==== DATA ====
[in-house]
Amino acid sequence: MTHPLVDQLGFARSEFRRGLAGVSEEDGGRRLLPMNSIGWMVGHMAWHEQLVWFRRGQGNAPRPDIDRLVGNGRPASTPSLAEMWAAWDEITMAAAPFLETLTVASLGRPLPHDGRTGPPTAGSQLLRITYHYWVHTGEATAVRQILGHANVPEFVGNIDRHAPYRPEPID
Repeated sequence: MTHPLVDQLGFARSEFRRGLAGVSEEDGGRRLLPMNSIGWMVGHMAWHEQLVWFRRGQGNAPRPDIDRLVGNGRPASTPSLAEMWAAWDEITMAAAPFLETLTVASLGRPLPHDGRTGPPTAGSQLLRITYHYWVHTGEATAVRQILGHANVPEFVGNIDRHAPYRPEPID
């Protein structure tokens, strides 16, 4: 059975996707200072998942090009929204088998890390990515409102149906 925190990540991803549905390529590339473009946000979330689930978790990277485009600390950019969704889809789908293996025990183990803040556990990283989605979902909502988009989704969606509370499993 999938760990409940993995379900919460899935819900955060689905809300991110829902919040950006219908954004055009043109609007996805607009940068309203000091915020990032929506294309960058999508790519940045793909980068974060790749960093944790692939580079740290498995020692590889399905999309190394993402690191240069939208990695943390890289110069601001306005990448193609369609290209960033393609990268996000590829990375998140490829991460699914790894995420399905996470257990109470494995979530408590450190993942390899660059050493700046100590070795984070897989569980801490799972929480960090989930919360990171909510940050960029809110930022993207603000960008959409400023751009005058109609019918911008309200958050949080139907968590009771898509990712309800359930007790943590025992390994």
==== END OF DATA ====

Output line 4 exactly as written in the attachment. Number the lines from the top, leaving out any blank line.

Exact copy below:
């Protein structure tokens, strides 16, 4: 059975996707200072998942090009929204088998890390990515409102149906 925190990540991803549905390529590339473009946000979330689930978790990277485009600390950019969704889809789908293996025990183990803040556990990283989605979902909502988009989704969606509370499993 999938760990409940993995379900919460899935819900955060689905809300991110829902919040950006219908954004055009043109609007996805607009940068309203000091915020990032929506294309960058999508790519940045793909980068974060790749960093944790692939580079740290498995020692590889399905999309190394993402690191240069939208990695943390890289110069601001306005990448193609369609290209960033393609990268996000590829990375998140490829991460699914790894995420399905996470257990109470494995979530408590450190993942390899660059050493700046100590070795984070897989569980801490799972929480960090989930919360990171909510940050960029809110930022993207603000960008959409400023751009005058109609019918911008309200958050949080139907968590009771898509990712309800359930007790943590025992390994």